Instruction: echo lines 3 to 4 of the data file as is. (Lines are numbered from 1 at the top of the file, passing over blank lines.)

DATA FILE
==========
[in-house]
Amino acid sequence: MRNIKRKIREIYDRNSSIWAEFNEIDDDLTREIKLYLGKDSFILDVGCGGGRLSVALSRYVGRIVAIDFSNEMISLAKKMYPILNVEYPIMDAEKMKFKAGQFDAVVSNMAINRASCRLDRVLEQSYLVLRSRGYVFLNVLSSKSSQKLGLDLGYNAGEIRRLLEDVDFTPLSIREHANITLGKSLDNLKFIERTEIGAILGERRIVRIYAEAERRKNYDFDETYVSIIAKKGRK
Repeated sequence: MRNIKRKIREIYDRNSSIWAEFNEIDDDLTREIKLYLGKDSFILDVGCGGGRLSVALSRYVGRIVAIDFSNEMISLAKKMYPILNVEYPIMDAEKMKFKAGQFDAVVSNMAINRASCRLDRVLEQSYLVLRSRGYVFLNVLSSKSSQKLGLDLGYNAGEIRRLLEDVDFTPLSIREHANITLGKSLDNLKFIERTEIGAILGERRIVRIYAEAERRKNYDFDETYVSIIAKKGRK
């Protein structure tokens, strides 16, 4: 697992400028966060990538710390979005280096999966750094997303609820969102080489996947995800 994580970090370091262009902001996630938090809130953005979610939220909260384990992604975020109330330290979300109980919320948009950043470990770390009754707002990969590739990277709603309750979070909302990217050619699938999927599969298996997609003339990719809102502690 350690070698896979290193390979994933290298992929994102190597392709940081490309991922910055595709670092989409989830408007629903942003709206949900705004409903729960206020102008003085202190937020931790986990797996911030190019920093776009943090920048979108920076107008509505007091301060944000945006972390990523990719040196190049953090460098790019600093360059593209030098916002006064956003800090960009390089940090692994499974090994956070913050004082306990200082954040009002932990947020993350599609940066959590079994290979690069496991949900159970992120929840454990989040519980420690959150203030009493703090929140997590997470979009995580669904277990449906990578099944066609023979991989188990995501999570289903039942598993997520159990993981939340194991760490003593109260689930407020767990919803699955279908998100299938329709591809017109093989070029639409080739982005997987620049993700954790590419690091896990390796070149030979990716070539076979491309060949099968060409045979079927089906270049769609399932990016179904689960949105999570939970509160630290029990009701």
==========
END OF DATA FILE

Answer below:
Repeated sequence: MRNIKRKIREIYDRNSSIWAEFNEIDDDLTREIKLYLGKDSFILDVGCGGGRLSVALSRYVGRIVAIDFSNEMISLAKKMYPILNVEYPIMDAEKMKFKAGQFDAVVSNMAINRASCRLDRVLEQSYLVLRSRGYVFLNVLSSKSSQKLGLDLGYNAGEIRRLLEDVDFTPLSIREHANITLGKSLDNLKFIERTEIGAILGERRIVRIYAEAERRKNYDFDETYVSIIAKKGRK
């Protein structure tokens, strides 16, 4: 697992400028966060990538710390979005280096999966750094997303609820969102080489996947995800 994580970090370091262009902001996630938090809130953005979610939220909260384990992604975020109330330290979300109980919320948009950043470990770390009754707002990969590739990277709603309750979070909302990217050619699938999927599969298996997609003339990719809102502690 350690070698896979290193390979994933290298992929994102190597392709940081490309991922910055595709670092989409989830408007629903942003709206949900705004409903729960206020102008003085202190937020931790986990797996911030190019920093776009943090920048979108920076107008509505007091301060944000945006972390990523990719040196190049953090460098790019600093360059593209030098916002006064956003800090960009390089940090692994499974090994956070913050004082306990200082954040009002932990947020993350599609940066959590079994290979690069496991949900159970992120929840454990989040519980420690959150203030009493703090929140997590997470979009995580669904277990449906990578099944066609023979991989188990995501999570289903039942598993997520159990993981939340194991760490003593109260689930407020767990919803699955279908998100299938329709591809017109093989070029639409080739982005997987620049993700954790590419690091896990390796070149030979990716070539076979491309060949099968060409045979079927089906270049769609399932990016179904689960949105999570939970509160630290029990009701």